It’s been a while since my last post but I’ve been far from inactive. In fact, last year I hit a new annual high in terms of mileage logged with 1,315 miles. In my Atlantic City Marathon 2013 review I mentioned that I was on the lookout for my next marathon. As it turns out that next marathon was the Philadelphia Marathon on November 23, 2014.
I wrote about my Philadelphia Marathon experience for my friend’s fitness blog if you’re interested in my race recap. In short, it was another tremendous life experience akin to my first marathon, and I loved the big city marathon feeling in contrast to the smaller marathon experience from Atlantic City, and definitely recommend others to consider doing a larger race if they have not yet done so.
Here is a picture of my wife and I shortly after the race:
Researchers with the French National Center for Scientific Research, or CNRS (Centre national de la recherche scientifique), have created a mathematical model that seeks to improve a runner’s performance, weight and fitness. Their findings, which could conceivably result in personalized e-coaching applications leveraging an individual’s physiological state, conclude that runners who vary their speed are better able to conserve energy and therefore run longer.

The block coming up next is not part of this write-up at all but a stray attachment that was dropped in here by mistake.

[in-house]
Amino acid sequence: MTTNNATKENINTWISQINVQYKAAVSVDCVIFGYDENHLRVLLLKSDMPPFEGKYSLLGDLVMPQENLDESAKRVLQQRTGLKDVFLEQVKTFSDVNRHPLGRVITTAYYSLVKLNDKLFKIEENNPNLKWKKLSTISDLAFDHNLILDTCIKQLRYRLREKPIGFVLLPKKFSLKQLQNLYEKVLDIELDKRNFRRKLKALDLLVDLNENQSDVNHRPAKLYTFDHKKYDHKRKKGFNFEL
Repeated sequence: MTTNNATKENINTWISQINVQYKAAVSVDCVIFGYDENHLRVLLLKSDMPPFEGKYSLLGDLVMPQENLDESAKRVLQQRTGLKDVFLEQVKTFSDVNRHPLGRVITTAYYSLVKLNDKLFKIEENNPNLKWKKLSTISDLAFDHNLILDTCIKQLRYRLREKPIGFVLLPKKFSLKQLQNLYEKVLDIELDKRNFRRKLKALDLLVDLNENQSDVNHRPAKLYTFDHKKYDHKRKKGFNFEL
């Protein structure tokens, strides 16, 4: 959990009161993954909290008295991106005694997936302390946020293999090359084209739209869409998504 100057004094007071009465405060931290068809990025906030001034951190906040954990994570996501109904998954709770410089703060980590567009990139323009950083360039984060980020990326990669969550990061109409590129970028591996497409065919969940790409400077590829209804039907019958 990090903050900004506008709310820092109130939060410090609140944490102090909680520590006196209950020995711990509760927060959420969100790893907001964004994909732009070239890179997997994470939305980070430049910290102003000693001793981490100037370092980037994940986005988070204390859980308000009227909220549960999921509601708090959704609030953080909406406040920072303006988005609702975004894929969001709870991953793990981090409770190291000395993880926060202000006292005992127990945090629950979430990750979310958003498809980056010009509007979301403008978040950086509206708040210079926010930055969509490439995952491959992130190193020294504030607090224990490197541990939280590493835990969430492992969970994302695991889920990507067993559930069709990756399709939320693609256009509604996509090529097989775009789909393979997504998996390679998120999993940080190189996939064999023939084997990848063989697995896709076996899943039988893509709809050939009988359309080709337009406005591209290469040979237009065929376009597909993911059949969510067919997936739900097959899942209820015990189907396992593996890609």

The mathematical model uses differential equations to combine speed, acceleration, propulsion forces and friction, maximum oxygen uptake (VO2 max) and anaerobic energy coupled with initial conditions (zero speed and fixed energy) and constraints (positive energy and propulsion force) to predict an optimal running strategy for a race. In addition to determining that by varying speed runners conserve energy and run longer, the model also allows researchers to identify which physiological factors a runner should modify in order to improve performance.
The researchers are hoping to develop software can could serve as a personal e-coach and are at the same time looking to incorporate additional parameters such as altitude and wind speed/direction into the model so that it can be applied to other sports beyond running like cycling or swimming.
I would love to see an iPhone app for this, or even better incorporation of the model into an existing app like RunKeeper. Apart from helping with training it would be great during an actual race, for example outlining the best plan to complete the second half of a marathon in which I’ve expended too much energy during the first half.
A few weeks back when I started writing again I mentioned a recently discovered interest in running. In fact, beginning in January 2013 I started running, a lot. Last year I ran over 1100 miles, 26.2 of them happened to be in Atlantic City on October 13, 2013 when I ran the Atlantic City Marathon, my first of hopefully many more to come.
My wife and I drove to Atlantic City the day prior to pick up our packets at the expo and stayed the night at Caesars because it was located very close to the start/finish line. Being our first time running any sort of official event we didn’t know what to expect and were freaking out a bit with anxiety as well as excitement. After picking up our packets from the expo we spent most of the time relaxing in our room carb-loading on whole wheat bagels and quinoa while watching movies. We went to bed early to get as much rest as possible before the big day.